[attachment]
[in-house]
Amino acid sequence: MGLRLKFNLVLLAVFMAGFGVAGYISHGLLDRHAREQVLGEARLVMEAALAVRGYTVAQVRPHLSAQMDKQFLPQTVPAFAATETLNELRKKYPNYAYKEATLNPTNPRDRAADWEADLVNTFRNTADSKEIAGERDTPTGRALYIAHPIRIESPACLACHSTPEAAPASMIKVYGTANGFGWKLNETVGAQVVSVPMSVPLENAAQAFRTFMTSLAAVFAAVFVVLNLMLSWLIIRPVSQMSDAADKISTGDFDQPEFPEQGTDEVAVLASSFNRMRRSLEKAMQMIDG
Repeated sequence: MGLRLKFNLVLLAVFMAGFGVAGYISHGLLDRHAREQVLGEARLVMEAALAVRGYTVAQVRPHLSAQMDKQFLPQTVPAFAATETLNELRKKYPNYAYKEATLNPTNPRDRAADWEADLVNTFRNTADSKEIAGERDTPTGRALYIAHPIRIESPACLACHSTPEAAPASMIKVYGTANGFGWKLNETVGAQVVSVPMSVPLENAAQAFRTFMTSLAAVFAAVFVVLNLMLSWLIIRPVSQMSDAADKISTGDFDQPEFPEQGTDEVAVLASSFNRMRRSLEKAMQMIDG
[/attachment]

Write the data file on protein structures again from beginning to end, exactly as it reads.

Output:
[in-house]
Amino acid sequence: MGLRLKFNLVLLAVFMAGFGVAGYISHGLLDRHAREQVLGEARLVMEAALAVRGYTVAQVRPHLSAQMDKQFLPQTVPAFAATETLNELRKKYPNYAYKEATLNPTNPRDRAADWEADLVNTFRNTADSKEIAGERDTPTGRALYIAHPIRIESPACLACHSTPEAAPASMIKVYGTANGFGWKLNETVGAQVVSVPMSVPLENAAQAFRTFMTSLAAVFAAVFVVLNLMLSWLIIRPVSQMSDAADKISTGDFDQPEFPEQGTDEVAVLASSFNRMRRSLEKAMQMIDG
Repeated sequence: MGLRLKFNLVLLAVFMAGFGVAGYISHGLLDRHAREQVLGEARLVMEAALAVRGYTVAQVRPHLSAQMDKQFLPQTVPAFAATETLNELRKKYPNYAYKEATLNPTNPRDRAADWEADLVNTFRNTADSKEIAGERDTPTGRALYIAHPIRIESPACLACHSTPEAAPASMIKVYGTANGFGWKLNETVGAQVVSVPMSVPLENAAQAFRTFMTSLAAVFAAVFVVLNLMLSWLIIRPVSQMSDAADKISTGDFDQPEFPEQGTDEVAVLASSFNRMRRSLEKAMQMIDG